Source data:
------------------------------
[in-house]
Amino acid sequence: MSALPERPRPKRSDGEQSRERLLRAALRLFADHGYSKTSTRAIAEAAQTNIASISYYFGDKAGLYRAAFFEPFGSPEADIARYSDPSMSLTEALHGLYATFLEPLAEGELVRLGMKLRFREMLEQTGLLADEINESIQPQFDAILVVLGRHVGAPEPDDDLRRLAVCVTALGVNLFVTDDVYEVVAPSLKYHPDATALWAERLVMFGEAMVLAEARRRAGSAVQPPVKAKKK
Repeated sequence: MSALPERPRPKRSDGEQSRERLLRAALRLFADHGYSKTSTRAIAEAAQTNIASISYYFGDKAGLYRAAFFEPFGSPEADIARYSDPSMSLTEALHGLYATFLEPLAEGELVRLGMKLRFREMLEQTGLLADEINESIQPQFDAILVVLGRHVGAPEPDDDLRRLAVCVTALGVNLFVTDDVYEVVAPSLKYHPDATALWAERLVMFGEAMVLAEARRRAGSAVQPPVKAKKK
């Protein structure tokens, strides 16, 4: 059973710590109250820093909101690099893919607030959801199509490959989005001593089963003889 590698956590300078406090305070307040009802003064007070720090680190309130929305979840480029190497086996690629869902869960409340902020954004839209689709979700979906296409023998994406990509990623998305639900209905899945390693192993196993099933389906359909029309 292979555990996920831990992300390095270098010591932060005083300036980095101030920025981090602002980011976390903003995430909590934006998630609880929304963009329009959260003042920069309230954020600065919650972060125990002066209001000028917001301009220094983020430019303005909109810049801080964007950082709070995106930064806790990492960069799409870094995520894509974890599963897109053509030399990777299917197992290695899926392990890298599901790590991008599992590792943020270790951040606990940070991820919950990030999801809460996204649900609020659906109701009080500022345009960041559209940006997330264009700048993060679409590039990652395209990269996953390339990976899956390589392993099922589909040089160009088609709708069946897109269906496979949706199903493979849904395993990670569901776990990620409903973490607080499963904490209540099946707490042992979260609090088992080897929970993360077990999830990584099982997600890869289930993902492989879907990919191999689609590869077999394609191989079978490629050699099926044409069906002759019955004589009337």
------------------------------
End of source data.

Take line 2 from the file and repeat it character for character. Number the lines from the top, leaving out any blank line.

Amino acid sequence: MSALPERPRPKRSDGEQSRERLLRAALRLFADHGYSKTSTRAIAEAAQTNIASISYYFGDKAGLYRAAFFEPFGSPEADIARYSDPSMSLTEALHGLYATFLEPLAEGELVRLGMKLRFREMLEQTGLLADEINESIQPQFDAILVVLGRHVGAPEPDDDLRRLAVCVTALGVNLFVTDDVYEVVAPSLKYHPDATALWAERLVMFGEAMVLAEARRRAGSAVQPPVKAKKK